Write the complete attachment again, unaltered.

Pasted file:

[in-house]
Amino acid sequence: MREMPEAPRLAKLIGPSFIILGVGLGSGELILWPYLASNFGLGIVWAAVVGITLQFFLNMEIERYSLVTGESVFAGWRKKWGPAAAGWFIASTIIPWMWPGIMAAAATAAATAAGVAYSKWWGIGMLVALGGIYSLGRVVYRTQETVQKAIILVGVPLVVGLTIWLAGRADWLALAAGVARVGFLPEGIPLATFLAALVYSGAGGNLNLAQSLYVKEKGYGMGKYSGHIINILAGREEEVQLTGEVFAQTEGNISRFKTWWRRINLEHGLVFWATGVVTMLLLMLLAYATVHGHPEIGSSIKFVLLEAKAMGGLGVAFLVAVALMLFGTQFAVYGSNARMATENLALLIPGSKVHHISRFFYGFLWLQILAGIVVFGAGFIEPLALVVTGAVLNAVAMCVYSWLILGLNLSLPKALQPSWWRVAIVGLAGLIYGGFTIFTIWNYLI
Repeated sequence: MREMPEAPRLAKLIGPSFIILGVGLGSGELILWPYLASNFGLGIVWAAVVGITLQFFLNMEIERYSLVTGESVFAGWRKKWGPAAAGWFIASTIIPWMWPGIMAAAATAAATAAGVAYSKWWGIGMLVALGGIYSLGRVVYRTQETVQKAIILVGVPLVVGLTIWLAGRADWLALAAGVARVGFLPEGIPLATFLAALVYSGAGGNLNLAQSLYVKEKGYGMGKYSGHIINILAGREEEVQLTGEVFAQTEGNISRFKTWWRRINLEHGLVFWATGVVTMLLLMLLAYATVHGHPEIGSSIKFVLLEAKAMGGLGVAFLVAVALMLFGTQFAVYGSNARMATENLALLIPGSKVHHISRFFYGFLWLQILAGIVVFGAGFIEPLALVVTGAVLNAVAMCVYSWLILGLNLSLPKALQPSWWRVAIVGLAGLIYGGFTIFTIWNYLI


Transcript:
[in-house]
Amino acid sequence: MREMPEAPRLAKLIGPSFIILGVGLGSGELILWPYLASNFGLGIVWAAVVGITLQFFLNMEIERYSLVTGESVFAGWRKKWGPAAAGWFIASTIIPWMWPGIMAAAATAAATAAGVAYSKWWGIGMLVALGGIYSLGRVVYRTQETVQKAIILVGVPLVVGLTIWLAGRADWLALAAGVARVGFLPEGIPLATFLAALVYSGAGGNLNLAQSLYVKEKGYGMGKYSGHIINILAGREEEVQLTGEVFAQTEGNISRFKTWWRRINLEHGLVFWATGVVTMLLLMLLAYATVHGHPEIGSSIKFVLLEAKAMGGLGVAFLVAVALMLFGTQFAVYGSNARMATENLALLIPGSKVHHISRFFYGFLWLQILAGIVVFGAGFIEPLALVVTGAVLNAVAMCVYSWLILGLNLSLPKALQPSWWRVAIVGLAGLIYGGFTIFTIWNYLI
Repeated sequence: MREMPEAPRLAKLIGPSFIILGVGLGSGELILWPYLASNFGLGIVWAAVVGITLQFFLNMEIERYSLVTGESVFAGWRKKWGPAAAGWFIASTIIPWMWPGIMAAAATAAATAAGVAYSKWWGIGMLVALGGIYSLGRVVYRTQETVQKAIILVGVPLVVGLTIWLAGRADWLALAAGVARVGFLPEGIPLATFLAALVYSGAGGNLNLAQSLYVKEKGYGMGKYSGHIINILAGREEEVQLTGEVFAQTEGNISRFKTWWRRINLEHGLVFWATGVVTMLLLMLLAYATVHGHPEIGSSIKFVLLEAKAMGGLGVAFLVAVALMLFGTQFAVYGSNARMATENLALLIPGSKVHHISRFFYGFLWLQILAGIVVFGAGFIEPLALVVTGAVLNAVAMCVYSWLILGLNLSLPKALQPSWWRVAIVGLAGLIYGGFTIFTIWNYLI